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News - Town Hall

Assemblymember Bill Monning

Assemblymember Bill Monning

Since passage of the state budget in early October, the governor vetoed $1 billion in line item vetoes— including the elimination of funding for Stage Three Childcare programs that serve mostly women who are transitioning from welfare to the workforce. What are you and the legislature doing about this?

The governor’s line item vetoes went counter to the bipartisan agreement achieved in the legislature. The vetoes cut funding to disabled students, HIV/AIDS patients, mental health programs for children, and Stage Three Childcare programs.

The loss of childcare will directly impact more than 260 families in Santa Cruz County where mostly single mothers will have no other choice but to leave paying jobs in order to take care of their children. Additionally, private childcare providers will lose business and California will forfeit federal dollars. 

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News - Town Hall

Supervisor John Leopold

Supervisor John Leopold

The county recently created new rules on medical marijuana dispensaries. Why, and what will they accomplish?

In 1996, the voters of Santa Cruz County passed Proposition 215, the California Compassionate Use Act, by a 74 percent margin. This overwhelming support demonstrated the resolve of our community to ensure access to alternative medicines that provide relief to those suffering from illness.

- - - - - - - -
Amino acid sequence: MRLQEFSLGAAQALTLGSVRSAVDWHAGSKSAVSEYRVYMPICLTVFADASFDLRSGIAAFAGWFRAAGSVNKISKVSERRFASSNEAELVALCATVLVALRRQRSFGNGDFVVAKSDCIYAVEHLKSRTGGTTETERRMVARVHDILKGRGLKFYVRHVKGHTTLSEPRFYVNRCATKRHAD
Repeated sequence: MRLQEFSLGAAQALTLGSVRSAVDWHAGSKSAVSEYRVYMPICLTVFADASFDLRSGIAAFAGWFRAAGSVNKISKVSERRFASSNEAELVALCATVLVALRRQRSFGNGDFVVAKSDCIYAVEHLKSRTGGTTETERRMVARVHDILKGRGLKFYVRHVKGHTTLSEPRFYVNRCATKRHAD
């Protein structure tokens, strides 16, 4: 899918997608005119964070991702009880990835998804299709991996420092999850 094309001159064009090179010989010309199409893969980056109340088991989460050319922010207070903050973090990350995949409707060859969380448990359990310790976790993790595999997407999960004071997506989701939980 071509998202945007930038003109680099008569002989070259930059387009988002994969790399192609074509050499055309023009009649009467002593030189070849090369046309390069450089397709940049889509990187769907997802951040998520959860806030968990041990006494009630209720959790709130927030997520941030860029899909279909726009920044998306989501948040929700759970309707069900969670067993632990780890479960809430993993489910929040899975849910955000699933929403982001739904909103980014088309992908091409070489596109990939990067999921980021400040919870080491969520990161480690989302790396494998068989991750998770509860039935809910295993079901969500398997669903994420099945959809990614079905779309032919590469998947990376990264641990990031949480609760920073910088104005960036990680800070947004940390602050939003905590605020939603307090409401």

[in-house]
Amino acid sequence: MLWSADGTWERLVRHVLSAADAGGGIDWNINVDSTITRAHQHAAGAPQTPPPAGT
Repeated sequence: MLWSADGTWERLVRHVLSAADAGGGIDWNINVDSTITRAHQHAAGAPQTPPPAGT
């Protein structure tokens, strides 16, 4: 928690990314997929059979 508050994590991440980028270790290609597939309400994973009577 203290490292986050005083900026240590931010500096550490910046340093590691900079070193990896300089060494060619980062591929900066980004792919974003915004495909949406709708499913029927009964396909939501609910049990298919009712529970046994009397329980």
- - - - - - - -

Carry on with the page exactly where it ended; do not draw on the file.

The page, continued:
Since that time there has been an evolving set of regulations to fulfill the voters' wishes. Thirteen other states have passed compassionate use regulations. The election of President Barack Obama led to a new direction in federal drug policies; a memo from Attorney General Eric Holder specifically articulated that U.S. Justice Department law enforcement agencies would not pursue cases involving dispensaries operating within local laws.

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On the Waterfront

As the wharf celebrates its centennial, a personal reflection on its essential place in Santa Cruz’s history

 

Rosh Hashanah

Rosh Hashanah, the Jewish New Year, occurs this year during Libra, the sign of creating right relations with all aspects life and with earth’s kingdoms. We contemplate (the Libra meditation) forgiveness, which means, “to give for another.” Forgiveness is not pardon. It’s a sacrifice (fire in the heart, giving from the heart). Forgiveness is giving up for the good of the other. This is the law of evolution (the path of return).